Short Answer

Mini-grids have effective, proven technologies for transmission and distribution. Rather than developing new technologies, researchers are focusing on decreasing costs for transformers and other components, setting standards for quality assurance and standardizing receptacles for appliances and other equipment powered by direct current (DC).

In transmission and distribution, mini-grids have seen the least innovation and change. Key incremental improvements, however, are decreasing costs, improving quality and increasing end-use efficiency.

Further Explanation of Key Points

Low-cost Transformers (Microformer)

Transformers are one of the highest-cost components of transmission and distribution systems. Newer energy grids are unable to reuse old transformers as grid systems are updated, because modern systems rely on automated switches and transformers that can be controlled remotely and that send real-time data back to system operators. Improving the reliability of transformers, introducing new transformer technology that makes the grid “smart” and reducing the cost of transformers improves the quality and dependability of power delivered to consumers. By aggressively reducing the cost of grid components, designers can reach economies of scale to help connect communities unable to support higher cost systems.

Emerging technologies for mini-grids are not always high-tech. The Microformer transmission and distribution system keeps costs low by using recycled or off-the-shelf materials, including a reused paint bucket, a transformer from a broken microwave and an automotive spark plug. The Microformer is a 1 kVA transformer that steps up low voltage (120 V or 230 V) to 1.5–2.5 kV for transmission over 5–10 km. A second, identical transformer then steps voltage down to household-level voltages. A low-cost solution, the Microformer also has low losses.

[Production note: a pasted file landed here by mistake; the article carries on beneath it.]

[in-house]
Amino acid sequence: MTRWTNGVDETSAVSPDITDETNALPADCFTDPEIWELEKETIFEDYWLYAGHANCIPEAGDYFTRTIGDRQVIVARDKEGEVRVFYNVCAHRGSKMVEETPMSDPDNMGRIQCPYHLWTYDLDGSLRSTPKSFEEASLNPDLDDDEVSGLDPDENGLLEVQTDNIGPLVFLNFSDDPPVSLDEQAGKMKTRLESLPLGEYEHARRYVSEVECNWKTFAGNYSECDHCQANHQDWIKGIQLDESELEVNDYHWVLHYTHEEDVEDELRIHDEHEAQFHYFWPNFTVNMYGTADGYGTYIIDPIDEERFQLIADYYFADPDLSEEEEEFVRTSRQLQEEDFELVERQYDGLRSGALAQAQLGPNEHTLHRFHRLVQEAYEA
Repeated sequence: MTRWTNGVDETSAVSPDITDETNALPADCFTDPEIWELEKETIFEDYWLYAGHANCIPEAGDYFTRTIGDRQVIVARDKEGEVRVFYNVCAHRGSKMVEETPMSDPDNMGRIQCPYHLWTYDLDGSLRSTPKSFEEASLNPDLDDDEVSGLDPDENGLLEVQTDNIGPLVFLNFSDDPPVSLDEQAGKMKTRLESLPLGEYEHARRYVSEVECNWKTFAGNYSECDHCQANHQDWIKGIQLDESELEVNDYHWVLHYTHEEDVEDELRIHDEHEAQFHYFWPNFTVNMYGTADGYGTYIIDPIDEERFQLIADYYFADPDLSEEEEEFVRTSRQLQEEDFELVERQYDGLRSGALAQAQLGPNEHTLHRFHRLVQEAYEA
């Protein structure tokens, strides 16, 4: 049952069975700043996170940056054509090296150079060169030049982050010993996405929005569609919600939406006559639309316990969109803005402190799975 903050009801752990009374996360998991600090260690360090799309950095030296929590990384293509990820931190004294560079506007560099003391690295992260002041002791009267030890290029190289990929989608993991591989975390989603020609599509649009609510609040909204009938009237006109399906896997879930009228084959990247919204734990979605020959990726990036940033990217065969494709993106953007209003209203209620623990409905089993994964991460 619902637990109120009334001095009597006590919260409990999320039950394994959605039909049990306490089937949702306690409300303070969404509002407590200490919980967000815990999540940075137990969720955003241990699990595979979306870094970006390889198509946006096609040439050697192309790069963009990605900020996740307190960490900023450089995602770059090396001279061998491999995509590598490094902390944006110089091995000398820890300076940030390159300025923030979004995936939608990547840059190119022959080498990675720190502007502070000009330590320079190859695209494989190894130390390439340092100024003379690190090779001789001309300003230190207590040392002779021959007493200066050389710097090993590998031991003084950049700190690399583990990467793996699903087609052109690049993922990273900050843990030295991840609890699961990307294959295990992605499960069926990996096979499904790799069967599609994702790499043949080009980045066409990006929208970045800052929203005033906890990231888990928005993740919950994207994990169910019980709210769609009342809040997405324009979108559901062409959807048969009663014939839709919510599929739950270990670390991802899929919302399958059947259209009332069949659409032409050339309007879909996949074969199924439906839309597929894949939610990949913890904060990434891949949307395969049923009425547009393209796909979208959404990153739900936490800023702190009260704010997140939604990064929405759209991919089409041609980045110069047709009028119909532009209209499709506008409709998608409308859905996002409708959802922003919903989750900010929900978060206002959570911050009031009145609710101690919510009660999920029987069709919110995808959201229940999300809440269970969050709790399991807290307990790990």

Voluntary Quality Assurance Framework

The rapid proliferation of mini-grid technologies has made it difficult for customers, financiers, governments, regulators and donors to compare and evaluate mini-grid components and systems against one another and against manufacturers’ claims. A common quality assurance framework (QAF) would help solve this problem. At the 2013 Fourth Clean Energy Ministerial in India, a key recommendation from a high-level, public-private roundtable on mini-grids was to “develop standards to set a level playing field, encourage investment and drive down prices.”

Many developers and mini-grid experts, however, worry that well-intentioned efforts to develop standards for mini-grid technology may discourage innovation. A voluntary QAF could balance the need for standards against the need for innovation by:

  • Providing a formalized common standard for classifying mini-grids
  • Establishing benchmarks for mini-grid power quality and reliability
  • Describing procedures for measuring mini-grid performance against benchmarks

Voluntary QAFs help give customers confidence that they are receiving the services they pay for, encourage investors to take risks, help developers compare their product against others and give governments confidence that public resources are spent wisely on rural electrification services that meet customers’ needs.

A mini-grid QAF was developed under the Global Lighting and Energy Access Partnership initiative of the Clean Energy Ministerial and the U.S. Department of Energy, in collaboration with the U.S. National Renewable Energy Laboratory. The framework addresses both alternating current (AC) and DC mini-grids, and it will apply to renewable, fossil-fuel and hybrid systems.

Standardized DC Receptacles and Appliance Plugs

Outlets—the receptacles where appliances plug in to receive electricity—are the last point in the distribution systems. Unfortunately, the outlets designed for DC use are poor fits for appliances. The de facto low-voltage DC standard for receptacles and plugs is based on cigarette lighter ports in cars. These ports are bulky, and they have low power ratings. Often, poor contact reliability interrupts the flow of power from the outlet to the appliance.

Anderson Powerpole connectors.
Anderson Powerpole connectors

Improved DC receptacles would increase the use of low-voltage DC mini-grids and solar home systems. Adopting a new standard is a more promising approach than incrementally improving the current standard based on automobile lighters. One emerging standard is Anderson Powerpole connectors, available as inline connectors and wall-mounted sockets. These connectors provide higher current and more reliable connections. Anderson Powerpole connectors are widely used in industrial applications and amateur radio.